Wednesday, May 11, 2005


Related to my post yesterday, Jonathan Safran Foer contributed to Writing Life, a weekly feature in Washington Post's Book World.

Although he now resides in NY City, apparently Mr. Foer grew up in D.C.---I had no idea. His essay in Writing Life is in part about growing up in D.C., although I don't think you need to know anything about D.C. to enjoy it. It's really more about growing up with bookstores.

My only bookstores growing up were the small Walden's Books located in the local shopping malls, and later Crown Books. I loved them, even if they put all the s/f and fantasy books in the back corner. Always made me feel like they were trying to put the outcasts in an area so the regular readers wouldn't have to interact with us. The first time I encountered the super-bookstores was when we moved my older step-brother down to UVa and I found my first B&N. It seemed mammoth, and I spent probably three hours in there searching through the seemingly endless rows of books and magazines. I remember thinking it was wonderful when I needed a break I was able to stop for a cup of juice, rejuvenate and start looking again.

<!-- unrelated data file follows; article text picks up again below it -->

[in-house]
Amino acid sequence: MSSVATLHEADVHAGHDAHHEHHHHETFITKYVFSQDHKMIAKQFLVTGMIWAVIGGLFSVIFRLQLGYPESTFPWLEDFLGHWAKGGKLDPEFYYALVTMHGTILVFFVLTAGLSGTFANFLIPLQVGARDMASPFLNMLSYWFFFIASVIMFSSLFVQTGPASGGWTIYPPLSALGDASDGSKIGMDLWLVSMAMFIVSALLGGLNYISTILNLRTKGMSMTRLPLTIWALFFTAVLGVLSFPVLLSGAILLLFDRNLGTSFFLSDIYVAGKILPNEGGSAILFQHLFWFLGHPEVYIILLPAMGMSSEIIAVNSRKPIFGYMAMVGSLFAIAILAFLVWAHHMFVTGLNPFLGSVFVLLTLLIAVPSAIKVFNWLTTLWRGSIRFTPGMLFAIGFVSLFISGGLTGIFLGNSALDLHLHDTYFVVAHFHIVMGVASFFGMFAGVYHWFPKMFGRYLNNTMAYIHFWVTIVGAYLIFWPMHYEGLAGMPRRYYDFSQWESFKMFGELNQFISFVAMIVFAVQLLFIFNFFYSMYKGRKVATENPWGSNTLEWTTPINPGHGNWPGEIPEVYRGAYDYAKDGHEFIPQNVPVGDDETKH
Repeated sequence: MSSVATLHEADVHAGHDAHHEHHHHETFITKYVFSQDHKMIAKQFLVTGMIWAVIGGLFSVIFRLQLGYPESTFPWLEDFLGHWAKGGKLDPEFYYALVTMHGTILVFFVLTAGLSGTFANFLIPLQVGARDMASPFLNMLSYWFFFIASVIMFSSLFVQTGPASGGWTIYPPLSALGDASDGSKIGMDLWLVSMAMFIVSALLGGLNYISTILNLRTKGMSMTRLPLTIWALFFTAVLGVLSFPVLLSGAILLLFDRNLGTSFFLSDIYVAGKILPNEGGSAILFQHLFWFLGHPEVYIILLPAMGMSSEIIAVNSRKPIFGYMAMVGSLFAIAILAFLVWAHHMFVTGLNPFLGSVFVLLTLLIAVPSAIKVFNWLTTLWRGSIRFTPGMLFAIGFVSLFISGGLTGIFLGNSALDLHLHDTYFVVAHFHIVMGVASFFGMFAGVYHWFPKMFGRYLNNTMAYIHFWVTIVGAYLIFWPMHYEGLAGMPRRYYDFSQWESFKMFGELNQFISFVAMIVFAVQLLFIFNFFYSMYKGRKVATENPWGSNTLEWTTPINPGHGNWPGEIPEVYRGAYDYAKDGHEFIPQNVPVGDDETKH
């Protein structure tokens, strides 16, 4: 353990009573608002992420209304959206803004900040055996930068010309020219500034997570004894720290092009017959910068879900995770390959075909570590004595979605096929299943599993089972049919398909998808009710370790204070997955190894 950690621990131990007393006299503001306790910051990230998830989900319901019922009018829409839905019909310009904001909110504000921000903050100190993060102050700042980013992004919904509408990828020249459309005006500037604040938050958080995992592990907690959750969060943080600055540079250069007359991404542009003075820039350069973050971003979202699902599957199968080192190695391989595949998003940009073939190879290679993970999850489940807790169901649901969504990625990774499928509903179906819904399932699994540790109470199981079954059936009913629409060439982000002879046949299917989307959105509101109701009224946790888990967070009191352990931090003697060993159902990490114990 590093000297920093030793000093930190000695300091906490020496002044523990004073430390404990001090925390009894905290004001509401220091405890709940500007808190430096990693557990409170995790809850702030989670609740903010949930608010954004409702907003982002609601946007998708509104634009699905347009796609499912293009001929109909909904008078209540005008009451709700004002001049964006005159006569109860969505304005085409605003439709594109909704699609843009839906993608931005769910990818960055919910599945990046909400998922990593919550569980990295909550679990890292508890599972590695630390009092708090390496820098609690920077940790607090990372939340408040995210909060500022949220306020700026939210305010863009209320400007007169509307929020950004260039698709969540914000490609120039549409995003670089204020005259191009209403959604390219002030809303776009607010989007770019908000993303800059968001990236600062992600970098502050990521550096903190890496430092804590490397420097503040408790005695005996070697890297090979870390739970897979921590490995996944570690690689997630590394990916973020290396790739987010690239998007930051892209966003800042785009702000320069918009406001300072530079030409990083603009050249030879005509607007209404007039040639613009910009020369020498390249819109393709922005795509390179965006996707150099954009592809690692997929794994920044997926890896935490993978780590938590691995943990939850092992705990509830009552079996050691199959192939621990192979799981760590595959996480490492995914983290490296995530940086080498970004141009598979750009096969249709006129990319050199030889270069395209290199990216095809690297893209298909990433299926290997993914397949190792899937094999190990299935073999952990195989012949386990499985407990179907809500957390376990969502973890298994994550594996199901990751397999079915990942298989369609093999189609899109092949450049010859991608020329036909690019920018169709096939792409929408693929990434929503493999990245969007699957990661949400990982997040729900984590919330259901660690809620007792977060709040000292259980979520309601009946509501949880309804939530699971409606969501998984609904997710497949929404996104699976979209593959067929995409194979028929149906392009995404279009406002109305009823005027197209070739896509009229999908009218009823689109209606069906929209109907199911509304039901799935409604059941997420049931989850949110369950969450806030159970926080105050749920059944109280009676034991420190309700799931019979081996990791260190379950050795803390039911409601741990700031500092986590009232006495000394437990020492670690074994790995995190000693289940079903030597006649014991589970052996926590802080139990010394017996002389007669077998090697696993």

Sandra said...

I like bookstores where the shelves stay at eye level and below--the Kramerbooks principle of browsing both books and people at the same time. Never actually bought books growing up though, other than Shel Silverstein in hardback and nickel paperbacks from the thrift store. I preferred to max out the Fairfax County limit on library books...

Thanks for listing my Monday reading on your site, by the way. Although it is wonderful when the people you know show up, it is also pretty amazing when people you don't know show up. =)

LadyLitBlitzin said...

Oh yeah... Crown Books. That's a blast from the past.

It's so weird how crappy Walden's seems to me these days. Give me an independent or a superstore any day... I guess we sure all spoiled now. But think about how closed in we were... now we not only have all those choices, we have too.

Hebdomeros said...

My mom's a librarian, so I practically grew up in a library. They are wonderful places when I'm in the right frame of mind. And Kramer's is fabulous store! Always surprised but what little things they have there.